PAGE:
Reporting Live From Jamaica's Concrete Jungles, Damian 'Jr. Gong' Marley Exposes A World You Won't See On Postcards.
Driven by a mighty riddim from legendary reggae producers Sly & Robbie and tricked out enough motorcycle, glock and siren samples to male the dub wizard Lee 'Scratch' Perry blush, Jr. Gong's trance - inducing Welcome To Jamrock introduces the world to what life's about in Trench Town of today: massive poverty, endless random acts of violence, ruthless cocaine pushers, gangs whose powers have eclipsed the government's, and dangerously undereducated youths.
Who's to blame? According to Jr. Gong, it's the country's past and present leaders and Jamaican parents." A lot of our problems in our economy have to do with the importation of food from elsewhere. We cannot compete with America's farmers. So you'll find that imported food often sells cheaper than what is grown in Jamaica."
Although the island's leaders need to make Jamaican food affordable for Jamaicans, parents need to be more responsible as well, Jr. Gong says." On a community level, people need to be going around speaking to parents about making sure their kids are going to school, because a lot of times schools will be there, but kids don't go." And that's just grazing the surface, he says.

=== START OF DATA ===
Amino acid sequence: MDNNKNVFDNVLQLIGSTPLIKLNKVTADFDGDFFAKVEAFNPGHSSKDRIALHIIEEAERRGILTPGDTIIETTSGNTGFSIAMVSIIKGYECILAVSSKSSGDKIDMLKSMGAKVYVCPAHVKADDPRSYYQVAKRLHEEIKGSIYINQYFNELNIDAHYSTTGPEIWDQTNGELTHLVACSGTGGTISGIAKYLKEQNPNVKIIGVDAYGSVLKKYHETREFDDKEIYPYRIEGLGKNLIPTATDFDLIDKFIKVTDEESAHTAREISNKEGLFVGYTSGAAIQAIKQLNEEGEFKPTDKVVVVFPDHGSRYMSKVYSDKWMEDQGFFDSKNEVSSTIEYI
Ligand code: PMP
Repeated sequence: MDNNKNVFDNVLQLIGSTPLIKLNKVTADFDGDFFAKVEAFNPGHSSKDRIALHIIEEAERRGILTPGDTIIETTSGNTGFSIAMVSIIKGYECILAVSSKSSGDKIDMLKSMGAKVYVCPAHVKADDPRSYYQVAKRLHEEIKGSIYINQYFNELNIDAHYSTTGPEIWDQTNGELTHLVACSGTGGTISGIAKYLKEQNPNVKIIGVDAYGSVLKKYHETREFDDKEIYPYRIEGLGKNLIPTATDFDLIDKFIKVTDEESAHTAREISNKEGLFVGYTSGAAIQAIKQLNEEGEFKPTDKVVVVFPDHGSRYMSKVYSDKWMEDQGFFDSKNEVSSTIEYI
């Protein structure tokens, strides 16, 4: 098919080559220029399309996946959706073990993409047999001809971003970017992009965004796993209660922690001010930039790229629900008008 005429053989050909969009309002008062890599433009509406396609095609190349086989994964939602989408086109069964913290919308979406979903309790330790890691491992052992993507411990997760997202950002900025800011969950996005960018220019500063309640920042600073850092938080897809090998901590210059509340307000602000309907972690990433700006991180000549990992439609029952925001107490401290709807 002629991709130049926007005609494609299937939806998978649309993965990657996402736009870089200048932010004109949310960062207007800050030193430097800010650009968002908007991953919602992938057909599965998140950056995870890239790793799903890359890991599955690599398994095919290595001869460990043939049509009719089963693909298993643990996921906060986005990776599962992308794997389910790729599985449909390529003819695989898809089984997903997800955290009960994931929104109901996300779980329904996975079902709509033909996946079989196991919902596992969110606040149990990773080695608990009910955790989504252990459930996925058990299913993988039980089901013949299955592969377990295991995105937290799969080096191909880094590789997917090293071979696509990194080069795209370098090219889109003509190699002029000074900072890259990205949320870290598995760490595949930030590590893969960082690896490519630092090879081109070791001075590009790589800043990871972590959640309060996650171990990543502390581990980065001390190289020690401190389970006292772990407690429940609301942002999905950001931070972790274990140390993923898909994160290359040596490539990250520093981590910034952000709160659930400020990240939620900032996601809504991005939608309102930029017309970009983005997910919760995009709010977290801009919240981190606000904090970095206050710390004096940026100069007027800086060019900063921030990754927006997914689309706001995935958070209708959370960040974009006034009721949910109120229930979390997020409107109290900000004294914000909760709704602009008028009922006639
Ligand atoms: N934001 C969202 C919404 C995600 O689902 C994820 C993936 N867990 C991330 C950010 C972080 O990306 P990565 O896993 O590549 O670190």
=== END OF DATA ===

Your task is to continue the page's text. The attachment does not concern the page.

Even while the violence on the island is continuing to spread to the affluent, uptown areas of Kingston and increasingly putting natives in a state of despair, Welcome To Jamrock has angered Jamaicans who resent being lumped with ghetto gang bangers. Unfazed, Jr. Gong responds, "If people are getting emotional, then that means it's doing what it's supposed to be respect in the international marketplace. I don't know of any other genre of music where you can say, "the music is really about upliftment - upliftment of the people." (See the entire article in the October 2005 issue of The Source, pg. 83)